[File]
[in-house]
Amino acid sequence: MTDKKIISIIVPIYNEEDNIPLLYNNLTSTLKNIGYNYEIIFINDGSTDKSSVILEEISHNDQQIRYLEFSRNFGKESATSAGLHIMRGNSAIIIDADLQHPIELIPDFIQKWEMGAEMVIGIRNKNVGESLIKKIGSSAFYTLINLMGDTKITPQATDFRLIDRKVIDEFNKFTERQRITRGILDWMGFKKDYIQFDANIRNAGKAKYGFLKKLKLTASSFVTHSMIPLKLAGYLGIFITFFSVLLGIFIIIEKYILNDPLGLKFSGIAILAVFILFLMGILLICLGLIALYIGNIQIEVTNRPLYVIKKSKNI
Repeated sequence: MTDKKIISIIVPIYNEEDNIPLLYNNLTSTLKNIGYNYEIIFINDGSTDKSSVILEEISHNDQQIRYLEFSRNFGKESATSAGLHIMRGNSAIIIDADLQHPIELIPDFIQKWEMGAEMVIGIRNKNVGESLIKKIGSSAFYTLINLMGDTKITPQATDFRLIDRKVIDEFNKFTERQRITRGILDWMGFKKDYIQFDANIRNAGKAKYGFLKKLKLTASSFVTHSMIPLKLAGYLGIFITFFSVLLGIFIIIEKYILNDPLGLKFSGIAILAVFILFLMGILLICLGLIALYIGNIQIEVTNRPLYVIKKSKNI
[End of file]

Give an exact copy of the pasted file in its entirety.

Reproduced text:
[in-house]
Amino acid sequence: MTDKKIISIIVPIYNEEDNIPLLYNNLTSTLKNIGYNYEIIFINDGSTDKSSVILEEISHNDQQIRYLEFSRNFGKESATSAGLHIMRGNSAIIIDADLQHPIELIPDFIQKWEMGAEMVIGIRNKNVGESLIKKIGSSAFYTLINLMGDTKITPQATDFRLIDRKVIDEFNKFTERQRITRGILDWMGFKKDYIQFDANIRNAGKAKYGFLKKLKLTASSFVTHSMIPLKLAGYLGIFITFFSVLLGIFIIIEKYILNDPLGLKFSGIAILAVFILFLMGILLICLGLIALYIGNIQIEVTNRPLYVIKKSKNI
Repeated sequence: MTDKKIISIIVPIYNEEDNIPLLYNNLTSTLKNIGYNYEIIFINDGSTDKSSVILEEISHNDQQIRYLEFSRNFGKESATSAGLHIMRGNSAIIIDADLQHPIELIPDFIQKWEMGAEMVIGIRNKNVGESLIKKIGSSAFYTLINLMGDTKITPQATDFRLIDRKVIDEFNKFTERQRITRGILDWMGFKKDYIQFDANIRNAGKAKYGFLKKLKLTASSFVTHSMIPLKLAGYLGIFITFFSVLLGIFIIIEKYILNDPLGLKFSGIAILAVFILFLMGILLICLGLIALYIGNIQIEVTNRPLYVIKKSKNI